Movie Review: The Cured

What would happen if someone came up with a cure for being a zombie? Could these people be reintegrated back into society? These questions and more are looked at in Irish writer-director David Freyne’s first feature, THE CURED.

As the story begins, we’re told that a virus has wreaked havoc across Europe, infecting millions of people and turning them into zombie-like cannibals. While most countries were able to manage their epidemics, Ireland was hit especially hard. A few years on, a cure has been developed and these people are slowly being integrated back into society. There are a few catches though. First, 25 percent of the infected appear to be resistant to the cure and they remain in lock down. Second, there is tremendous fear and distrust amongst the uninfected population for those who are cured. And third, the Cured (as they are called) have to live with the memories of what they did while they were infected.

Senan (Sam Keeley) is one of the lucky ones. His American sister-in-law, Abbie (Ellen Page, JUNO; INCEPTION), has agreed to take him into her home that she shares with her young son, Cillian. But that’s about where his luck ends because he and all the other Cured are basically on parole and must report to the military police on a regular basis. Knowing that no one will hire him, he decides to work at the containment facility where he was housed for the past four years. It turns out that the virus works much like the mumps and measles. Once you’ve been cured, you can’t get it again and you can’t relapse, and that makes him an ideal person to work with those who are still infected. As lousy as his new life is, his best friend, Conor’s (Tom Vaughan-Lawlor, AVENGERS: INFINITY WAR), is even more hopeless. Once an up-and-coming young barrister with political ambitions, his family has shunned him and he now has to take a job as a street cleaner. When Conor decides that it’s time for the discrimination against the Cured to end, Senan has to decide whether it’s possible for him to live a normal life again or to join Conor in the struggle.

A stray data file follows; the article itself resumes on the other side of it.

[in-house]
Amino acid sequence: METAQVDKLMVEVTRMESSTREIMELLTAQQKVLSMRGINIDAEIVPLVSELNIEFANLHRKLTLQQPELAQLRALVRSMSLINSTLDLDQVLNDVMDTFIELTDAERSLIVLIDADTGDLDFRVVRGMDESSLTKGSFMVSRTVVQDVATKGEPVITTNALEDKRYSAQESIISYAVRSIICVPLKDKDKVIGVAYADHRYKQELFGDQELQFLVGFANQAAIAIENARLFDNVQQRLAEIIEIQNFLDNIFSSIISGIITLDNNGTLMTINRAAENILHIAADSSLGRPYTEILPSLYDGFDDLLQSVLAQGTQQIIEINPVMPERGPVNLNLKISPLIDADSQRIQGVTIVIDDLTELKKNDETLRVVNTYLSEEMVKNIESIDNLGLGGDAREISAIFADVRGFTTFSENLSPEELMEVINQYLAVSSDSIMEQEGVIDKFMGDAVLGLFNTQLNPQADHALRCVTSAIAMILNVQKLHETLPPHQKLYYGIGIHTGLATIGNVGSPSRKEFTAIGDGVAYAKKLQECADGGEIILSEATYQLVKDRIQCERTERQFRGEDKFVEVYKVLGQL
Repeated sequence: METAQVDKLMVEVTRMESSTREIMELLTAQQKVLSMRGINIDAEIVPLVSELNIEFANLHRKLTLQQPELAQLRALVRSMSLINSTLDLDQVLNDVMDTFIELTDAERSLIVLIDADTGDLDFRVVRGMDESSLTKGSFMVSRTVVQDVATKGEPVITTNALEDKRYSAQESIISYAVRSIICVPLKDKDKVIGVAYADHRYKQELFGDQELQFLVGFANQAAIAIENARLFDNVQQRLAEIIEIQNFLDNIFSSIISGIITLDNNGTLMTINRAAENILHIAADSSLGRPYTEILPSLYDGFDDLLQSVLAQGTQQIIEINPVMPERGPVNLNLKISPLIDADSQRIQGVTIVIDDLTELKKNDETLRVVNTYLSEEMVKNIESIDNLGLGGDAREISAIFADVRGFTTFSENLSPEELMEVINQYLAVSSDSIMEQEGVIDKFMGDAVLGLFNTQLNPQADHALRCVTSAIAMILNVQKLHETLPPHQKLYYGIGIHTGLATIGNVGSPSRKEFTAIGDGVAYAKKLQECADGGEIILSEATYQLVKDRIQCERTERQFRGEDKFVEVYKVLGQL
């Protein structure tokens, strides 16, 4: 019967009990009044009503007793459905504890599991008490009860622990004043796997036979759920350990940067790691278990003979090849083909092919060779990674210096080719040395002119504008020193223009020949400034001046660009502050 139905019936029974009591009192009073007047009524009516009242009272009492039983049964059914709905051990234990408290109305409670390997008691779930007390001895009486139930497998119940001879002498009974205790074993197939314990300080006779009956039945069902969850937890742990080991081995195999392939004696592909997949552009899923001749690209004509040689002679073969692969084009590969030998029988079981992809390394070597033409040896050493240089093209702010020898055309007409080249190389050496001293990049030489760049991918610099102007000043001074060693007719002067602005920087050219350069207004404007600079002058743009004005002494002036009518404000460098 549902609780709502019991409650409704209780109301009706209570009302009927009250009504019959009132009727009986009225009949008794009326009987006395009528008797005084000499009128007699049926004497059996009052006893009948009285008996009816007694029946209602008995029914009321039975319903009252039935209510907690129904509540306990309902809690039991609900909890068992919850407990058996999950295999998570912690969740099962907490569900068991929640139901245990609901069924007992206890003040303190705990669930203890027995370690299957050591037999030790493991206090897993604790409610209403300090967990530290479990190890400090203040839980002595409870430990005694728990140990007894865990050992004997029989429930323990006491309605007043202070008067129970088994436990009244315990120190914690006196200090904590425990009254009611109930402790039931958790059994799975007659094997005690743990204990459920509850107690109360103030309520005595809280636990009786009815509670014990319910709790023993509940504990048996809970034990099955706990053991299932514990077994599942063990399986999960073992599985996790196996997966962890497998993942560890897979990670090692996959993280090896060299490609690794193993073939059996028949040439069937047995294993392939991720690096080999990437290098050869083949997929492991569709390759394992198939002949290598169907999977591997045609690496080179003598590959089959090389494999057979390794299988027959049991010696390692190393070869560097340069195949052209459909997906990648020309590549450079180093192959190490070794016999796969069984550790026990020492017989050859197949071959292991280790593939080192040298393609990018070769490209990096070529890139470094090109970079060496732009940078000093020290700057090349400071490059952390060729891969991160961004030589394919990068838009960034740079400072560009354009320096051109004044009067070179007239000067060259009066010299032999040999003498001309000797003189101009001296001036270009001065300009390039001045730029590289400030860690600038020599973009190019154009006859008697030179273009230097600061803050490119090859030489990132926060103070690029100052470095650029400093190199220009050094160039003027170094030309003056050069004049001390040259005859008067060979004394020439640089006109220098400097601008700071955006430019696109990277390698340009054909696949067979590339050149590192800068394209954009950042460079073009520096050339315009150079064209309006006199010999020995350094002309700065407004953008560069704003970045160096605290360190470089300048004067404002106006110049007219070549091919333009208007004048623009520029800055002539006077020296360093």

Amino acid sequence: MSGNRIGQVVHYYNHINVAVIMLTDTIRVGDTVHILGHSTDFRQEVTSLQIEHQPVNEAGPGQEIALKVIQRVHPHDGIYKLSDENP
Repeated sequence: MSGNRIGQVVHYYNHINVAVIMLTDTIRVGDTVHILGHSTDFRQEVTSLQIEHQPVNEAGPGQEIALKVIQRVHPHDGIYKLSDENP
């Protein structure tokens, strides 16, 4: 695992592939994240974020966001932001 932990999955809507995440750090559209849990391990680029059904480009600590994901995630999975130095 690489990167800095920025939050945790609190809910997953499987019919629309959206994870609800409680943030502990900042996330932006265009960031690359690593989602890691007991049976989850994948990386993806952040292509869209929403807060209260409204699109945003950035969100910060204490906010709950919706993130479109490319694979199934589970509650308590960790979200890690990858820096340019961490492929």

Not being a fan of the zombie genre, I went into this film with very low expectations. I came out, though, mildly entertained. It’s not bad! THE CURED has “low budget” written all over it but for what it is, it does an okay job. The story is coherent, the acting is solid all around and, with the exception of too much handheld camerawork, the photography with its bleak palate is reasonably good too. Although the story may be allegorical to the Troubles in Northern Ireland (the disease is called the Maze Virus, like the prison there), it also resonates with the current state of world affairs, especially in Europe, which has seen a massive influx of immigrants from Africa and the Middle East in recent years. Even though there is nothing physically wrong with these people, they still face discrimination and distrust from the general population on a daily basis. And just like the Cured, they, too, have to live with the emotional scars brought on by what they went through to leave their countries and make the dangerous journey to be able to start their lives anew.

If you don’t mind zombie films, and especially those with some thought behind them, THE CURED is not a bad choice. Check it out!

Watch the review recorded on Facebook Live on Friday, November 16th at 8:30 am HK time!

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